However, the stats don’t tell the whole story of Gobert’s defensive impact. Gobert’s presence is so strong that he intimidates players from attacking the basket. Not only does this prevent easy buckets at the rim, but it also allows the Jazz to run shooters off the 3-point line and force inefficient mid-range shots.
Runner-up: Myles Turner, IND
Rim protection is the most impactful trait of a defender, and Myles Turner has solidified himself as elite in that area.
He leads the league with 3.4 blocks per game, and even when he’s not rejecting shots, he’s still making his impact felt. Inside 6 feet, Turner holds opponents 14.3% below their expected field goal percentage, good enough for best among defenders who contest five such shots per game.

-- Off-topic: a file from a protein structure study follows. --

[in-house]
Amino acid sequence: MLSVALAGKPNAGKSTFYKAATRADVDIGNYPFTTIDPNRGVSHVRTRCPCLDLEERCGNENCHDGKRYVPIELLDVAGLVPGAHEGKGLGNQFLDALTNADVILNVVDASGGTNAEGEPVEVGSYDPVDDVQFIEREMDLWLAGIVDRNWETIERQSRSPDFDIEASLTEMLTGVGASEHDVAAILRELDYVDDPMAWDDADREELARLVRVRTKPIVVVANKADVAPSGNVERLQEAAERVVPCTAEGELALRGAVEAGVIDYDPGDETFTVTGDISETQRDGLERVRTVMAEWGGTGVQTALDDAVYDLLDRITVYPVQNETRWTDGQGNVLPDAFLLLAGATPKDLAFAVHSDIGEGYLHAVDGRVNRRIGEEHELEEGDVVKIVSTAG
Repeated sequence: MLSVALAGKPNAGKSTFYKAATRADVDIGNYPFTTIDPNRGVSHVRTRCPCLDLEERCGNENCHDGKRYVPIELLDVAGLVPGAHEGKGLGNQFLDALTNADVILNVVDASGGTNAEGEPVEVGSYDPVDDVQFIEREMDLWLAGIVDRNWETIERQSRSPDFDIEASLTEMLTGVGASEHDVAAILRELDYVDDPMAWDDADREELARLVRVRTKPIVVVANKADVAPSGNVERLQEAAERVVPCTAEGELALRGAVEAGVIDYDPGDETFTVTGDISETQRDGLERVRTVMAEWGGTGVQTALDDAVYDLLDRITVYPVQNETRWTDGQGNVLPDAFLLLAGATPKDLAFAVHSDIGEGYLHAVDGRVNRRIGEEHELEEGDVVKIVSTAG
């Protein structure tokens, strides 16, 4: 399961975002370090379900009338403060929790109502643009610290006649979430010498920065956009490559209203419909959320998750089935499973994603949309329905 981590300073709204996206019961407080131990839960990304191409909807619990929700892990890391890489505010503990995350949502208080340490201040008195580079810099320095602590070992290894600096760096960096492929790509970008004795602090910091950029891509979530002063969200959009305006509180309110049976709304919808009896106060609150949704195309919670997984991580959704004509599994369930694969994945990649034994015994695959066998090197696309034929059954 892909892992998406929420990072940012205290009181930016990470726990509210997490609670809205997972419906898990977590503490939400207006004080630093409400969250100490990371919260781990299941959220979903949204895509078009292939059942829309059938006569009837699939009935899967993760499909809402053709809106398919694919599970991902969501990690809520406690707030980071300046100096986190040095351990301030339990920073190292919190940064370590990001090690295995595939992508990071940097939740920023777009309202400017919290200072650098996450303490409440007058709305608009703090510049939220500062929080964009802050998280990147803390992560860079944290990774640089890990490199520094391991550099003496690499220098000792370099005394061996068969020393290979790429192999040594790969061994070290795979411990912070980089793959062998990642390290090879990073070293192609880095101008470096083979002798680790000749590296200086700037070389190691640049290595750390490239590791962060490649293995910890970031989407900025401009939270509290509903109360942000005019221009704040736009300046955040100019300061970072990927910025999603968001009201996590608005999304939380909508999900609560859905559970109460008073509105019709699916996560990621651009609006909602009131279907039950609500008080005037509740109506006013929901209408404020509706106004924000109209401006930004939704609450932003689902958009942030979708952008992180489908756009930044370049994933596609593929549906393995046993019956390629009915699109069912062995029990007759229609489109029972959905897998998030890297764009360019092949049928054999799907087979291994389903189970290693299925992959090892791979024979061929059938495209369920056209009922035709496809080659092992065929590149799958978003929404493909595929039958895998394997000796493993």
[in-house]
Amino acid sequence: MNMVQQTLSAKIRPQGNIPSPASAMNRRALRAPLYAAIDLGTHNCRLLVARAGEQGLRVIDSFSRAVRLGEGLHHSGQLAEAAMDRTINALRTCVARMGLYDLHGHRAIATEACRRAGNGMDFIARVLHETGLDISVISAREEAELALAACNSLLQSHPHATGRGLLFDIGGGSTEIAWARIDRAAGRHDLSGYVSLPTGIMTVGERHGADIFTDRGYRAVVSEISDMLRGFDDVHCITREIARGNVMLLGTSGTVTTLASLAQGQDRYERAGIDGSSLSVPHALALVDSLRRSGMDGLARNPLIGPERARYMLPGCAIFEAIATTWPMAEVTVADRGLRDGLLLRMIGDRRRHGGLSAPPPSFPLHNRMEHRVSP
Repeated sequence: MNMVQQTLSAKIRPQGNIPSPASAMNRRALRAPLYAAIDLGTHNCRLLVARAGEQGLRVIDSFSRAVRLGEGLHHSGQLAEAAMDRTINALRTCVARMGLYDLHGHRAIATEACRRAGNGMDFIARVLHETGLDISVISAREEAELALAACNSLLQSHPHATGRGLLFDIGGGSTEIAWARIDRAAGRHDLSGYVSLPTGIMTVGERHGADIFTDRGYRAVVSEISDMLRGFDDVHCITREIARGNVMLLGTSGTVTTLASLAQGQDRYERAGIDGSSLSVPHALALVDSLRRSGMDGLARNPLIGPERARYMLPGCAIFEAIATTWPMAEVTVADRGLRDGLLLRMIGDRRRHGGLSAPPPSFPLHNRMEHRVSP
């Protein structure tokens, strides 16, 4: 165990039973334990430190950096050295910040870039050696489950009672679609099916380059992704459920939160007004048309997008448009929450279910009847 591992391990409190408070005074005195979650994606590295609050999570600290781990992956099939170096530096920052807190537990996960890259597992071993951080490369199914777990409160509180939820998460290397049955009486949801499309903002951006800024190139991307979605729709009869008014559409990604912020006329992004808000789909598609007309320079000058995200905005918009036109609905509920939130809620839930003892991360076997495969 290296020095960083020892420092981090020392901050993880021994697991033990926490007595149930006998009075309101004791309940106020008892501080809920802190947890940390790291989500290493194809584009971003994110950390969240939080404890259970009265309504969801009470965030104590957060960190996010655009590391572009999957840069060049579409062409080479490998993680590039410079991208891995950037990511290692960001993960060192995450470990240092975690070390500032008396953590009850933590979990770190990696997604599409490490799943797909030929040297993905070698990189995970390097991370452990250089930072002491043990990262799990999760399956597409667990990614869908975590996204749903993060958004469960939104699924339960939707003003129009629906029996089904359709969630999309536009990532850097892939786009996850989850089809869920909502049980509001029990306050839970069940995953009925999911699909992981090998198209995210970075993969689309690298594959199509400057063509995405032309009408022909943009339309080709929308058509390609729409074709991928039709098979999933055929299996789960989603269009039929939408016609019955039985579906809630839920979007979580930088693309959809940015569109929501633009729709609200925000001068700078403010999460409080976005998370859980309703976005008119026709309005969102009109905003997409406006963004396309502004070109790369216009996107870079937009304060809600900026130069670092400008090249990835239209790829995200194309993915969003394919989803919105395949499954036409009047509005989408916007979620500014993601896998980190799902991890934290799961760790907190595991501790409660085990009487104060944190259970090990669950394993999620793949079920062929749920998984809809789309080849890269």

He also ranks 6th in 538’s Defensive RAPTOR. And while he’s not the most mobile, Turner remains competent when guarding players off the dribble or in the pick-and-roll.
Rookie of the Year: LaMelo Ball, CHA
Heading into the draft, LaMelo Ball had his fair share of doubters. After all, he was a mediocre shooter and hadn’t played a minute of college basketball.
But today, he’s put those doubters to rest and is the clear favorite to win Rookie of the Year. Ball leads all rookies in points, rebounds, assists, and steals and is a crucial piece on a competitive Hornets squad. His outside shooting hasn’t been a concern either, as Ball shoots a respectable 37.8% from deep.
Runner-up: Tyrese Haliburton, SAC
Somehow, Tyrese Haliburton fell to the 12th pick of the 2020 draft, which seemed inexplicable at the time. Just four months later, Haliburton is already proving why teams missed out.
At just 20 years old, Haliburton possesses a refined skillset far ahead of most of his rookie counterparts. He can create offense as an on-ball scorer or playmaker and adds additional value as a strong off-ball weapon. Haliburton knocks down 48.4% of his catch-and-shoot threes and doesn’t need the ball in his hands to be effective.